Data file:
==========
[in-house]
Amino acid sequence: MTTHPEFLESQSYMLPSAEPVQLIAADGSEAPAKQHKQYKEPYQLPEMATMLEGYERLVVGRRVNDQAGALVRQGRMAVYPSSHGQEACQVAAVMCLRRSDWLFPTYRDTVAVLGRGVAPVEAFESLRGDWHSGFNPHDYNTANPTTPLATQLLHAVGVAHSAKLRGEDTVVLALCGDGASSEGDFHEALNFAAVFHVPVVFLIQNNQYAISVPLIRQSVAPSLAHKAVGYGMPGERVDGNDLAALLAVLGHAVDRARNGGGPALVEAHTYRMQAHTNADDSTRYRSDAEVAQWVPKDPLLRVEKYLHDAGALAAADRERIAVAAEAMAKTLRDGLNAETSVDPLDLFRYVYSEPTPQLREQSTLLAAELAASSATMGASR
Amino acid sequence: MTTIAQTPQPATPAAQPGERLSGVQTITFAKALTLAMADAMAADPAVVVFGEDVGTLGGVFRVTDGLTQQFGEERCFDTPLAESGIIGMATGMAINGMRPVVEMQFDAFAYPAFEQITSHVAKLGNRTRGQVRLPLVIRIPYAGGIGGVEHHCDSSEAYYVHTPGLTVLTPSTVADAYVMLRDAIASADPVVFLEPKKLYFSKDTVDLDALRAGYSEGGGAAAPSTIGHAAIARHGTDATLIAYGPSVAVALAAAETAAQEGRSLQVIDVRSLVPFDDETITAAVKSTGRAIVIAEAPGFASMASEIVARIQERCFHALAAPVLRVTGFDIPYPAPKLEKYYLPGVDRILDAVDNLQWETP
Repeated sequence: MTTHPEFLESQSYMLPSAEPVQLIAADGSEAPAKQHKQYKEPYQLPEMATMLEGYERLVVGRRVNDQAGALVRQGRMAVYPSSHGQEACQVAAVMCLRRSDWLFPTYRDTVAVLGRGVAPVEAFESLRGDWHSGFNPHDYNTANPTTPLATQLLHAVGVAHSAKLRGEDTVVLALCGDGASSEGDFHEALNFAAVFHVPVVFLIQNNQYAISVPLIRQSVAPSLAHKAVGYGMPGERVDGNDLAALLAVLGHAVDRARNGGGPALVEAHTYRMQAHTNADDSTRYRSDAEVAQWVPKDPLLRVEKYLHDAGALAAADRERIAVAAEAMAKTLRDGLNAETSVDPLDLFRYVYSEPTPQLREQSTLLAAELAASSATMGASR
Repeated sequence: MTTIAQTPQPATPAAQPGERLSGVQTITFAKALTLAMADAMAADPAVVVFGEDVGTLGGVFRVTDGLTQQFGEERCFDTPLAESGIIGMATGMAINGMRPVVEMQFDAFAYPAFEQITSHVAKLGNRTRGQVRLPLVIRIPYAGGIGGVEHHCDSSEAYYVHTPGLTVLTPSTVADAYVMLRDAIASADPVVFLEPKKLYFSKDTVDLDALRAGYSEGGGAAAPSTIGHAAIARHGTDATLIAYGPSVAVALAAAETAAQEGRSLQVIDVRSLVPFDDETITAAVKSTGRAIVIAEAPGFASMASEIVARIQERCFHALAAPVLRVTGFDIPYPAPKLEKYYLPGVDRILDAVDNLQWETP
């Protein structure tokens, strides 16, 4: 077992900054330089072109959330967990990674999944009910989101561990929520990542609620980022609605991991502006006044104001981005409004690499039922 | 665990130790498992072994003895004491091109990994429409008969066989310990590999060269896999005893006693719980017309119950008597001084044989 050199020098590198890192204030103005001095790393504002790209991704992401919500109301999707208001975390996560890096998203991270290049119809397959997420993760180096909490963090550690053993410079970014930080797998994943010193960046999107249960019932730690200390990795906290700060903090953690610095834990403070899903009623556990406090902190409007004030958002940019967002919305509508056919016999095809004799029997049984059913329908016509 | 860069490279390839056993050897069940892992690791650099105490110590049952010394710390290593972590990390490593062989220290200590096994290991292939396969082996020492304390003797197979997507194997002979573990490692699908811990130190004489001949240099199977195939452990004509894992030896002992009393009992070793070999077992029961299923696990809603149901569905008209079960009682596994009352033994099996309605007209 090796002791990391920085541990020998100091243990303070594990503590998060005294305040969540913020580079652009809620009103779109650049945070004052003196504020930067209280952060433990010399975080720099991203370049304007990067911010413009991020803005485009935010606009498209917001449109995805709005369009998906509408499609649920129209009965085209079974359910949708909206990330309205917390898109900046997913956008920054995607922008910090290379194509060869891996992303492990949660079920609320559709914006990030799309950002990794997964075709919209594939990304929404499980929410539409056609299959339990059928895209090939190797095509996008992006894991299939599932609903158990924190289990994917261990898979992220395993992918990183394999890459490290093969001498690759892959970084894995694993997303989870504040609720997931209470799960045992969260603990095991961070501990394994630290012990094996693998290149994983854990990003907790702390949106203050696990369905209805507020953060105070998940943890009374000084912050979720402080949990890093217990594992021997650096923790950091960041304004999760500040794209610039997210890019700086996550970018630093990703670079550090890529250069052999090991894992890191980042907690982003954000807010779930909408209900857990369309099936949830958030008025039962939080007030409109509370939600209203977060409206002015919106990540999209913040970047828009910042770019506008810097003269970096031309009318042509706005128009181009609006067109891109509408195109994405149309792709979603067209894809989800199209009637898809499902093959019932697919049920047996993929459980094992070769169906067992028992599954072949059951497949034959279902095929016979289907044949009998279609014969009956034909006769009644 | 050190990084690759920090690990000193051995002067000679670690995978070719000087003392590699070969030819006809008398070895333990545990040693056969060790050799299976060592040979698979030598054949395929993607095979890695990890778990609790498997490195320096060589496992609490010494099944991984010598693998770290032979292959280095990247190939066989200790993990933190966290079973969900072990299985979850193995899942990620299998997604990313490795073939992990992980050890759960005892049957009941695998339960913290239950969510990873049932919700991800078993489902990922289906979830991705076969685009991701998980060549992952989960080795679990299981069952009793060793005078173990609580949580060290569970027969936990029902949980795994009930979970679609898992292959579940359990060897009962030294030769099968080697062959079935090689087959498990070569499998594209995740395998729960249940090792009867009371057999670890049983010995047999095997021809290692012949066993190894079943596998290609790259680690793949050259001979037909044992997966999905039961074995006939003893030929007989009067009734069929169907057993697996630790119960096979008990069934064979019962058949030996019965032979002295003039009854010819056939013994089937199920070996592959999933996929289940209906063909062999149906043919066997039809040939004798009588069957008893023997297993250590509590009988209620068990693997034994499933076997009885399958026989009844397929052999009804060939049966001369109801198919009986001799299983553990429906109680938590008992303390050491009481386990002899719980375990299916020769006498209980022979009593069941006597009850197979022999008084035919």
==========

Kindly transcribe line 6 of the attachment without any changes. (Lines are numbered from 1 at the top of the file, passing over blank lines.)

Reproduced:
């Protein structure tokens, strides 16, 4: 077992900054330089072109959330967990990674999944009910989101561990929520990542609620980022609605991991502006006044104001981005409004690499039922 | 665990130790498992072994003895004491091109990994429409008969066989310990590999060269896999005893006693719980017309119950008597001084044989 050199020098590198890192204030103005001095790393504002790209991704992401919500109301999707208001975390996560890096998203991270290049119809397959997420993760180096909490963090550690053993410079970014930080797998994943010193960046999107249960019932730690200390990795906290700060903090953690610095834990403070899903009623556990406090902190409007004030958002940019967002919305509508056919016999095809004799029997049984059913329908016509 | 860069490279390839056993050897069940892992690791650099105490110590049952010394710390290593972590990390490593062989220290200590096994290991292939396969082996020492304390003797197979997507194997002979573990490692699908811990130190004489001949240099199977195939452990004509894992030896002992009393009992070793070999077992029961299923696990809603149901569905008209079960009682596994009352033994099996309605007209 090796002791990391920085541990020998100091243990303070594990503590998060005294305040969540913020580079652009809620009103779109650049945070004052003196504020930067209280952060433990010399975080720099991203370049304007990067911010413009991020803005485009935010606009498209917001449109995805709005369009998906509408499609649920129209009965085209079974359910949708909206990330309205917390898109900046997913956008920054995607922008910090290379194509060869891996992303492990949660079920609320559709914006990030799309950002990794997964075709919209594939990304929404499980929410539409056609299959339990059928895209090939190797095509996008992006894991299939599932609903158990924190289990994917261990898979992220395993992918990183394999890459490290093969001498690759892959970084894995694993997303989870504040609720997931209470799960045992969260603990095991961070501990394994630290012990094996693998290149994983854990990003907790702390949106203050696990369905209805507020953060105070998940943890009374000084912050979720402080949990890093217990594992021997650096923790950091960041304004999760500040794209610039997210890019700086996550970018630093990703670079550090890529250069052999090991894992890191980042907690982003954000807010779930909408209900857990369309099936949830958030008025039962939080007030409109509370939600209203977060409206002015919106990540999209913040970047828009910042770019506008810097003269970096031309009318042509706005128009181009609006067109891109509408195109994405149309792709979603067209894809989800199209009637898809499902093959019932697919049920047996993929459980094992070769169906067992028992599954072949059951497949034959279902095929016979289907044949009998279609014969009956034909006769009644 | 050190990084690759920090690990000193051995002067000679670690995978070719000087003392590699070969030819006809008398070895333990545990040693056969060790050799299976060592040979698979030598054949395929993607095979890695990890778990609790498997490195320096060589496992609490010494099944991984010598693998770290032979292959280095990247190939066989200790993990933190966290079973969900072990299985979850193995899942990620299998997604990313490795073939992990992980050890759960005892049957009941695998339960913290239950969510990873049932919700991800078993489902990922289906979830991705076969685009991701998980060549992952989960080795679990299981069952009793060793005078173990609580949580060290569970027969936990029902949980795994009930979970679609898992292959579940359990060897009962030294030769099968080697062959079935090689087959498990070569499998594209995740395998729960249940090792009867009371057999670890049983010995047999095997021809290692012949066993190894079943596998290609790259680690793949050259001979037909044992997966999905039961074995006939003893030929007989009067009734069929169907057993697996630790119960096979008990069934064979019962058949030996019965032979002295003039009854010819056939013994089937199920070996592959999933996929289940209906063909062999149906043919066997039809040939004798009588069957008893023997297993250590509590009988209620068990693997034994499933076997009885399958026989009844397929052999009804060939049966001369109801198919009986001799299983553990429906109680938590008992303390050491009481386990002899719980375990299916020769006498209980022979009593069941006597009850197979022999008084035919």